Nurse executives have various foci, though common elements within their practice include managing networks of care providers, facilitating collaboration between health care professionals, ensuring collective accountability, handling partnerships with consumers, advocating for patients, and leading cost-effective patient care. Typically, nurse executives hold top positions in managing day-to-day operations of facilities.
Nurse Executive Career
Nurse executives are members of the senior leadership team, which necessitates their participation in collaboration, coaching, mentoring, communications, coordination, and management.
They may also facilitate the design of patient care delivery, build relationships between staff and colleagues, and work to advance nursing as a discipline. Nurse executives demonstrate leadership by serving as role models, encouraging and educating staff, promoting quality improvement, and demonstrating financial accountability. They may work in a variety of settings including hospitals, nursing homes, clinics and schools of nursing. Nurse executives must be effective communicators.
Nurse Executive Education
To prepare for certifications as a nurse executive by the American Organization for Nursing Leadership (AONL) or the American Nursing Credentialing Center (ANCC), nurses must have, at least, pursued and obtained licensure as a RN in their state. The ANOL offers two paths for eligibility: (1) RN license and a Masters in Nursing or higher plus two years in executive nursing roles – with one of the degrees in nursing or (2) a RN license and a bachelor’s level degree in nursing plus four years of executive nursing experience.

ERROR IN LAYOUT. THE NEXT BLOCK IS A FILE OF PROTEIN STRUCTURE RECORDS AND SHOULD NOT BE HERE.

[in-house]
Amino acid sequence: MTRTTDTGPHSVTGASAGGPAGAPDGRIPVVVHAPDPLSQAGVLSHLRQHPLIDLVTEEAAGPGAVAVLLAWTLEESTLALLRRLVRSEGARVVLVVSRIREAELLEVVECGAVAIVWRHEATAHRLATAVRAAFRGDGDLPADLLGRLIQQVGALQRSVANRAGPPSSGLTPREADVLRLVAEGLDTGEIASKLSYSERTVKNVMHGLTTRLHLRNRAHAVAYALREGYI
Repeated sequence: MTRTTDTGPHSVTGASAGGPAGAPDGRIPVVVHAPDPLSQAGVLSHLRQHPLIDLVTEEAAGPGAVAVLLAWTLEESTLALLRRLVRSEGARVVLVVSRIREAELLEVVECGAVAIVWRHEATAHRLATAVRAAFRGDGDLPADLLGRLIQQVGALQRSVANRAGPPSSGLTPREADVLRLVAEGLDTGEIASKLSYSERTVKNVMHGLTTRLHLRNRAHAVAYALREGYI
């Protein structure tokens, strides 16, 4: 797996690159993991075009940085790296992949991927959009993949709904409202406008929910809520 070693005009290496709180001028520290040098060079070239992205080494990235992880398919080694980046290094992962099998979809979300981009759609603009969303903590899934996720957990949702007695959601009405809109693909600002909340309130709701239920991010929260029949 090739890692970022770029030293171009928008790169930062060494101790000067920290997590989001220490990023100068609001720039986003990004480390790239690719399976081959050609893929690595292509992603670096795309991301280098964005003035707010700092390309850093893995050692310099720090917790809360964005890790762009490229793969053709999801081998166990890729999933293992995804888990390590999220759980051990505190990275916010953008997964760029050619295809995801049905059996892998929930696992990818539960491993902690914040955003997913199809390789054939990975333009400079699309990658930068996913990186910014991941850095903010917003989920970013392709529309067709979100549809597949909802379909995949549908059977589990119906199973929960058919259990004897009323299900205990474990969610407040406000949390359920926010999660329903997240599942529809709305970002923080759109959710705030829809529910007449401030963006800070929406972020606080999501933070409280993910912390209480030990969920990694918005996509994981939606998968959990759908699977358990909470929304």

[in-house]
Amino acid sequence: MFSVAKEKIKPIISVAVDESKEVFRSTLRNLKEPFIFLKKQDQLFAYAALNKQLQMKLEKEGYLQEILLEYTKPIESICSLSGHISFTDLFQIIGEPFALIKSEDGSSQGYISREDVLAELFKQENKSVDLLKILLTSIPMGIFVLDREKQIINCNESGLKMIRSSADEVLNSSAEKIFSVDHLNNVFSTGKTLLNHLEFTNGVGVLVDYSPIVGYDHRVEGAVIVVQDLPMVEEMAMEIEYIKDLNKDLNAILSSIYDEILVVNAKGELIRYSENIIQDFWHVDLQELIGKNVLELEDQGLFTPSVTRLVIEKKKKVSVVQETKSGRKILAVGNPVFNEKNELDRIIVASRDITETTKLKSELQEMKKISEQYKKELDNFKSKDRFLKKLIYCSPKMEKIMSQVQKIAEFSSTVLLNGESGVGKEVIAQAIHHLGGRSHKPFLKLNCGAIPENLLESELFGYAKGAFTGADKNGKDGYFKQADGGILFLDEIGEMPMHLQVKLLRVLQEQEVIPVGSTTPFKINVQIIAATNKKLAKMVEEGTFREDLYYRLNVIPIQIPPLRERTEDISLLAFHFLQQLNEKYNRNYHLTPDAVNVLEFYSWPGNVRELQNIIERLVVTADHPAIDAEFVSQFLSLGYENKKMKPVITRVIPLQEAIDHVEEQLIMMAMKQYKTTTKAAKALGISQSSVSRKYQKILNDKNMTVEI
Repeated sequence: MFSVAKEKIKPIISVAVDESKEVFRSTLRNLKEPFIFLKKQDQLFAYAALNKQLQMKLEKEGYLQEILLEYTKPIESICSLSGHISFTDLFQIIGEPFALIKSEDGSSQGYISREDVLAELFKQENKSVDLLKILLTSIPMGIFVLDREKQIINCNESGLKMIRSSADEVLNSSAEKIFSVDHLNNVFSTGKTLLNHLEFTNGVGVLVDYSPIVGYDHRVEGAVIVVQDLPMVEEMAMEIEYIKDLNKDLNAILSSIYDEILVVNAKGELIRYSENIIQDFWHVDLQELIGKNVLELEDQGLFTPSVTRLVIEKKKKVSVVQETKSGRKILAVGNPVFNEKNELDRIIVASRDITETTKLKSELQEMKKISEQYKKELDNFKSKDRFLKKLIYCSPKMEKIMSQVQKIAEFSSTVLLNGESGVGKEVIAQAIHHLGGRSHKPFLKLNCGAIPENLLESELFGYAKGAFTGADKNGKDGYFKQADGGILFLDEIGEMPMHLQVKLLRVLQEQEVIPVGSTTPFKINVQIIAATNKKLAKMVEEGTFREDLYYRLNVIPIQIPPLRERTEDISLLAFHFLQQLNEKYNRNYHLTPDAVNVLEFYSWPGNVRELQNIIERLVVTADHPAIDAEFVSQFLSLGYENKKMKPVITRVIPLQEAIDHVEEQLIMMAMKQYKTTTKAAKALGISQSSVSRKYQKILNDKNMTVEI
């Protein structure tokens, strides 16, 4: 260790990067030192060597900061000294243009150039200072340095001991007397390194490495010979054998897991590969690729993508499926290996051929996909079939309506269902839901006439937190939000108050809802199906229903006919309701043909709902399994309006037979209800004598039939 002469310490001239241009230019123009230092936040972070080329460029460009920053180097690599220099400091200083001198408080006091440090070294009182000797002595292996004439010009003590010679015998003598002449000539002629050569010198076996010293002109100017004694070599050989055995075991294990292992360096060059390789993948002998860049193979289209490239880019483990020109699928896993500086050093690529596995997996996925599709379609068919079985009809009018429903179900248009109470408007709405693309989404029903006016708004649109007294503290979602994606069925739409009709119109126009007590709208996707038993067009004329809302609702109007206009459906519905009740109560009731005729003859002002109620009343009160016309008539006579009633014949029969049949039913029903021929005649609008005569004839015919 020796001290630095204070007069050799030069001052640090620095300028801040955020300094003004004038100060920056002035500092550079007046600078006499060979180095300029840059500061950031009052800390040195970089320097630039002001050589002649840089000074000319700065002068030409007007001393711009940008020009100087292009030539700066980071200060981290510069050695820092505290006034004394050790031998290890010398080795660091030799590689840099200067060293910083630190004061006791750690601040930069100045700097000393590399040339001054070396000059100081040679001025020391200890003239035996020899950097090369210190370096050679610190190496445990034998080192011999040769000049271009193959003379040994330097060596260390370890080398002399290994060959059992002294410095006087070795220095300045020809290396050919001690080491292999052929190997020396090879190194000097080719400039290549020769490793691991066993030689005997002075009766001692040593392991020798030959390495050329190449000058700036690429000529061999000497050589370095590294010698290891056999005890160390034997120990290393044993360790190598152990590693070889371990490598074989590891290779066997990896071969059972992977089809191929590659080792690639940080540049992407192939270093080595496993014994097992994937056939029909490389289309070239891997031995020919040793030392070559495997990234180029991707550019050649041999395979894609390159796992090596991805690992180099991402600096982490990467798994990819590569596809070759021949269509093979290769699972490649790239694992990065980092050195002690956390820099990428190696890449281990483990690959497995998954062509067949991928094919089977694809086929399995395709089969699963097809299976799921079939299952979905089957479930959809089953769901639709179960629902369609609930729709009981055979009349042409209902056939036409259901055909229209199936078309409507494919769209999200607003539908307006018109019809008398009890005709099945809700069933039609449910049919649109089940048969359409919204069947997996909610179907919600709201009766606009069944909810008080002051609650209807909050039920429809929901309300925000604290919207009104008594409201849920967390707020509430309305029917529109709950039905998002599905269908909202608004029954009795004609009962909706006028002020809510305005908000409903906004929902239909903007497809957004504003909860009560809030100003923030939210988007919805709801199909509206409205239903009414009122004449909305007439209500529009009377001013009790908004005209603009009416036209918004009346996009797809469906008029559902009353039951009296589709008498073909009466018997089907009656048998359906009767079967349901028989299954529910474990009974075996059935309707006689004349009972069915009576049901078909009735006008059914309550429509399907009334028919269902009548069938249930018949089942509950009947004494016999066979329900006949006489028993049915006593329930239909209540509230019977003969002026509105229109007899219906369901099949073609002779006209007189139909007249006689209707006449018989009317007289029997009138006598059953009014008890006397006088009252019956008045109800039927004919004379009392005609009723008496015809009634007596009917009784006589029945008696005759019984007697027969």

What your state requires for RN licensure may vary. Some states only require an associate’s level degree, while others are more explicit on earning a bachelor or science in nursing (BSN). You may need to enroll in additional nursing programs for certification purposes.
Nurse Executive Certification
- Current, active RN license
- Bachelor’s degree or higher in nursing
- Full-time, two year experience as a mid-level administrative or higher position, a faculty position teaching graduate students nursing administration, or in a nursing management or executive consultation position in the last five years.
- 30 hours of continuing education in nursing administration within the last three years.
Fees: $395 for non-members and $295 for American Nurse Association (ANA) members
Renewal: NE-BC certifications are valid for five years. Renewal costs $350 for non-ANA members or as low as $250 for ANA members.
- Current, active RN license and a master’s degree or higher with two years of experience in an executive nursing role [one of the degrees must be in nursing] or;
- Current, active RN licensure and a bachelor degree in nursing with four years of experience in the executive nurse role.
- Meet the “target practitioner definition”
Fees: $450 for non-members and $325 for AONL members
Renewal: The CENP certification is valid for three years. Recertification can be obtained through re-examination or completion of 45 contact hours of professional education. Recertification fees are $275 for non-members and $200 for AONL members.
Information for the ANCC and AONL certifications for nurse executives was retrieved as of February 2020. For the most up-to-date information, refer to the certifying body’s websites.
State Nursing Certification Information
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